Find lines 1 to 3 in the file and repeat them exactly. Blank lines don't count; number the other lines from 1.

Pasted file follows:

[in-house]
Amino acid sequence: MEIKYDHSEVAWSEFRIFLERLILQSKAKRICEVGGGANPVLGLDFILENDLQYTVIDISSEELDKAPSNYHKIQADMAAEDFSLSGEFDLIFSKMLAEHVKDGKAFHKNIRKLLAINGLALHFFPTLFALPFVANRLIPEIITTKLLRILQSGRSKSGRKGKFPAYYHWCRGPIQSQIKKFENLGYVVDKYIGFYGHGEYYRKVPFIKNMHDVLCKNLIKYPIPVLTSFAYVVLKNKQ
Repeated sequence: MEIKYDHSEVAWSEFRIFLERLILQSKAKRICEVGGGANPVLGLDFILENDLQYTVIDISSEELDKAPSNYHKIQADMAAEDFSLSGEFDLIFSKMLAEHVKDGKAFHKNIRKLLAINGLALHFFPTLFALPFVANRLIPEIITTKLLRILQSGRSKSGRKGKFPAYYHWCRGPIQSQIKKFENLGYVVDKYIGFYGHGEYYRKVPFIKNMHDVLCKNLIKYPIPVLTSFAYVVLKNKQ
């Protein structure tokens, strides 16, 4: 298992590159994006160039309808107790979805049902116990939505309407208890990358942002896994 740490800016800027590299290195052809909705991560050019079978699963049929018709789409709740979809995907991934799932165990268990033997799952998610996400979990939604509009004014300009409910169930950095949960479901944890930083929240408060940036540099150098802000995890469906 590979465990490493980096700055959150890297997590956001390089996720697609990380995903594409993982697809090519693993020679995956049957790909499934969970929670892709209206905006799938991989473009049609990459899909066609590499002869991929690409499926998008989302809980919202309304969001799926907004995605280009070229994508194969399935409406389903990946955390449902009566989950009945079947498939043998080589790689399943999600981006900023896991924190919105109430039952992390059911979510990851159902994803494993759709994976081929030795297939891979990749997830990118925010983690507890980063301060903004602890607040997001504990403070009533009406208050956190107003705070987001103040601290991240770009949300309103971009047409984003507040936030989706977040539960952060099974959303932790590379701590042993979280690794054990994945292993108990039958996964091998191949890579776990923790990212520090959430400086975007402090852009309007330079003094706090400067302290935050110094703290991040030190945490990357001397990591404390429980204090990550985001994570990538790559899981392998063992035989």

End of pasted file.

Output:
[in-house]
Amino acid sequence: MEIKYDHSEVAWSEFRIFLERLILQSKAKRICEVGGGANPVLGLDFILENDLQYTVIDISSEELDKAPSNYHKIQADMAAEDFSLSGEFDLIFSKMLAEHVKDGKAFHKNIRKLLAINGLALHFFPTLFALPFVANRLIPEIITTKLLRILQSGRSKSGRKGKFPAYYHWCRGPIQSQIKKFENLGYVVDKYIGFYGHGEYYRKVPFIKNMHDVLCKNLIKYPIPVLTSFAYVVLKNKQ
Repeated sequence: MEIKYDHSEVAWSEFRIFLERLILQSKAKRICEVGGGANPVLGLDFILENDLQYTVIDISSEELDKAPSNYHKIQADMAAEDFSLSGEFDLIFSKMLAEHVKDGKAFHKNIRKLLAINGLALHFFPTLFALPFVANRLIPEIITTKLLRILQSGRSKSGRKGKFPAYYHWCRGPIQSQIKKFENLGYVVDKYIGFYGHGEYYRKVPFIKNMHDVLCKNLIKYPIPVLTSFAYVVLKNKQ